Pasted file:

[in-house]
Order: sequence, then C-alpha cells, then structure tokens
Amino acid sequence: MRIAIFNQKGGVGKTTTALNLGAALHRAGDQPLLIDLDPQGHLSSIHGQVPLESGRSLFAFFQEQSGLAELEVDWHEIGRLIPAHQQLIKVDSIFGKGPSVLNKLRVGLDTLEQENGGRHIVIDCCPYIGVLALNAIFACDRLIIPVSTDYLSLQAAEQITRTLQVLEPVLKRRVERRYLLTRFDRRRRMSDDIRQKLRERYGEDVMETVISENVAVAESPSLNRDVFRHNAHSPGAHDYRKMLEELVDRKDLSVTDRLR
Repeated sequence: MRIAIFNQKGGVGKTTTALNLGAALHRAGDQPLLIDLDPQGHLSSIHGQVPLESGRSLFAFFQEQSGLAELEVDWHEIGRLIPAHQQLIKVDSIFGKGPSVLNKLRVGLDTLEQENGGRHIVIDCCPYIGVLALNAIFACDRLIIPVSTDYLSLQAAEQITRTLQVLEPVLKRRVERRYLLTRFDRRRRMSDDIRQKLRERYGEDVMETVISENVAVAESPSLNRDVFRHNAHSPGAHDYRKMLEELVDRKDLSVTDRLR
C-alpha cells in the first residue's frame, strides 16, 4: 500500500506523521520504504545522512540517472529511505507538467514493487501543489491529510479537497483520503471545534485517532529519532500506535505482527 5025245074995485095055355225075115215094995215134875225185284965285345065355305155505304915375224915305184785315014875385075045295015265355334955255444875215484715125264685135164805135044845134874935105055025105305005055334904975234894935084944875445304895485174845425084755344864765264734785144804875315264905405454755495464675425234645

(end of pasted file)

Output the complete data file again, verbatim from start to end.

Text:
[in-house]
Order: sequence, then C-alpha cells, then structure tokens
Amino acid sequence: MRIAIFNQKGGVGKTTTALNLGAALHRAGDQPLLIDLDPQGHLSSIHGQVPLESGRSLFAFFQEQSGLAELEVDWHEIGRLIPAHQQLIKVDSIFGKGPSVLNKLRVGLDTLEQENGGRHIVIDCCPYIGVLALNAIFACDRLIIPVSTDYLSLQAAEQITRTLQVLEPVLKRRVERRYLLTRFDRRRRMSDDIRQKLRERYGEDVMETVISENVAVAESPSLNRDVFRHNAHSPGAHDYRKMLEELVDRKDLSVTDRLR
Repeated sequence: MRIAIFNQKGGVGKTTTALNLGAALHRAGDQPLLIDLDPQGHLSSIHGQVPLESGRSLFAFFQEQSGLAELEVDWHEIGRLIPAHQQLIKVDSIFGKGPSVLNKLRVGLDTLEQENGGRHIVIDCCPYIGVLALNAIFACDRLIIPVSTDYLSLQAAEQITRTLQVLEPVLKRRVERRYLLTRFDRRRRMSDDIRQKLRERYGEDVMETVISENVAVAESPSLNRDVFRHNAHSPGAHDYRKMLEELVDRKDLSVTDRLR
C-alpha cells in the first residue's frame, strides 16, 4: 500500500506523521520504504545522512540517472529511505507538467514493487501543489491529510479537497483520503471545534485517532529519532500506535505482527 5025245074995485095055355225075115215094995215134875225185284965285345065355305155505304915375224915305184785315014875385075045295015265355334955255444875215484715125264685135164805135044845134874935105055025105305005055334904975234894935084944875445304895485174845425084755344864765264734785144804875315264905405454755495464675425234645